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Resigned Gitmo Prosecutor: Commission System is "Slipshod"

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October 2, 2008

You’ll recall that last week, Lt. Col. Darrel Vandeveld resigned from his position as lead prosecutor in U.S. v. Jawad, the case against Guantanamo detainee Mohammed Jawad. Jawad was a teenager when he was captured; he’s charged (PDF) with attempted murder and attempt to cause serious bodily injury. On Tuesday, ProPublica’s Eric Umansky got his hands on a copy of Vandeveld’s declaration (PDF).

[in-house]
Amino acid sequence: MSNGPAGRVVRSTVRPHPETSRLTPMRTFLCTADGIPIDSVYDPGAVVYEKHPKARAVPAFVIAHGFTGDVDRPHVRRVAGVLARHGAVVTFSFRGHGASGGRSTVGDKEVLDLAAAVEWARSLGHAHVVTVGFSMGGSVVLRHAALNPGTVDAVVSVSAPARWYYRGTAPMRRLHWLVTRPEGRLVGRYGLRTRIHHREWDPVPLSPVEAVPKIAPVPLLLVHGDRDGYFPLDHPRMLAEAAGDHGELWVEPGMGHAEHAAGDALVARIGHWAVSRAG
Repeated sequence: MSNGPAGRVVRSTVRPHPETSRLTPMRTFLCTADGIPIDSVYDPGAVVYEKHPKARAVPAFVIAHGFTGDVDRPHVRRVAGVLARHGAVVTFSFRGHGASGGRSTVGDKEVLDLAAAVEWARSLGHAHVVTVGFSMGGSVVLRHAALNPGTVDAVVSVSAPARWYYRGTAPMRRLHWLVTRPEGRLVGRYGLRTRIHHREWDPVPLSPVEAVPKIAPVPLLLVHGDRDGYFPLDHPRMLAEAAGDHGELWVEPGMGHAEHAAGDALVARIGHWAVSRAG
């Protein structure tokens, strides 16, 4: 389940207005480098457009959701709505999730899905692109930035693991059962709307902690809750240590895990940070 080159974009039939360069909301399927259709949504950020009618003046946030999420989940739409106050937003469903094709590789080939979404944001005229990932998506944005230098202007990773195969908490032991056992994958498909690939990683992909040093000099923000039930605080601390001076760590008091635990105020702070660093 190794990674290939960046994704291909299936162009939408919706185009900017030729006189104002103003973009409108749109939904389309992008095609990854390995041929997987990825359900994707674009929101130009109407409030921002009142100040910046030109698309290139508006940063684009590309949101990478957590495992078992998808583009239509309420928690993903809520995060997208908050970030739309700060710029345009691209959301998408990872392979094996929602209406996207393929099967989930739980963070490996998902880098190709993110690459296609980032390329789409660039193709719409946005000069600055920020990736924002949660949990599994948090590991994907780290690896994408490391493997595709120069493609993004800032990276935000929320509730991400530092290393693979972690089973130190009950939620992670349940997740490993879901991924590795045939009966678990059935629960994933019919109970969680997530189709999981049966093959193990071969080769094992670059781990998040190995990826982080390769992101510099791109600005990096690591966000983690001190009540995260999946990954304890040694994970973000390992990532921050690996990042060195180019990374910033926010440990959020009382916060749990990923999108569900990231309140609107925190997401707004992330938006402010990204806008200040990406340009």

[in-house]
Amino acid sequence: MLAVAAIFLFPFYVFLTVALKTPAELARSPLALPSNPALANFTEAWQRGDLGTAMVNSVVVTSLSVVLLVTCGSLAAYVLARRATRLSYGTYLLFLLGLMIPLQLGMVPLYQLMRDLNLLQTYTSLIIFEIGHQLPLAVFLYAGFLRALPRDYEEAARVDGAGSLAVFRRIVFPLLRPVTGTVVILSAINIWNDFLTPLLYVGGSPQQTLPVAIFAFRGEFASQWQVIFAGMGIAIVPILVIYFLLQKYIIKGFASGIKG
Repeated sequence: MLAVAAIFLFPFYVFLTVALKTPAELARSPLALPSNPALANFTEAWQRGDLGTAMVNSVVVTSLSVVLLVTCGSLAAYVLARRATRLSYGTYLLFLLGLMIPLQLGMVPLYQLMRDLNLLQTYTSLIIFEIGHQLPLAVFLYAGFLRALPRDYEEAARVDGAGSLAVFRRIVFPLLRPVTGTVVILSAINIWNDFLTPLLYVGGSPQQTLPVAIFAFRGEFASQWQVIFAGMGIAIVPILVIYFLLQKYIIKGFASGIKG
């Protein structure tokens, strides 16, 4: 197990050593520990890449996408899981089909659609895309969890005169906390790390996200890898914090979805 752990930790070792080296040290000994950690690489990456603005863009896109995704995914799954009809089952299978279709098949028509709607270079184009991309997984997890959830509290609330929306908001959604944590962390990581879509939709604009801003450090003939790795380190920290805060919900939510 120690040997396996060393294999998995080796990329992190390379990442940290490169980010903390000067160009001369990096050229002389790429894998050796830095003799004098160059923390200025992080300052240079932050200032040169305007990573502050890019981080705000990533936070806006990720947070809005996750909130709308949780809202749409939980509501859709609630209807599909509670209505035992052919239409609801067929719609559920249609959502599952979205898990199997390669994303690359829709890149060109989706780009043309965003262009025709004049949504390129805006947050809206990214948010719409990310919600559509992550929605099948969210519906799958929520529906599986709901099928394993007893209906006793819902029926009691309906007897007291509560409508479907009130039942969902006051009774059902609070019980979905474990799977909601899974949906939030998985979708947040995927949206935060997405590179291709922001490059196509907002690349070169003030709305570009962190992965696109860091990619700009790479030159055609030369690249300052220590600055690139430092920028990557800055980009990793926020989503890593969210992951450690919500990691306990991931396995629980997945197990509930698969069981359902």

Vandeveld writes:

My ethical qualms about continuing to serve as a prosecutor relate primarily to the procedures for affording defense counsel discovery. I am highly concerned, to the point that I believe I can no longer serve as a prosecutor at the Commissions, about the slipshod, uncertain “procedure” for affording defense counsel discovery. One would have thought that after six years since the Commissions had their fitful start, that a functioning law office would have been set up and procedures and policies not only put into effect, but refined.

Indeed. Umansky noted yesterday that Vandeveld is the sixth government prosecutor to resign his post. For more details on how Vandeveld’s resignation played out, and the concerns he raised, check out Hina Shamsi’s account of the Jawad hearings at Guantanamo last week, including Vandeveld’s testimony about his resignation.

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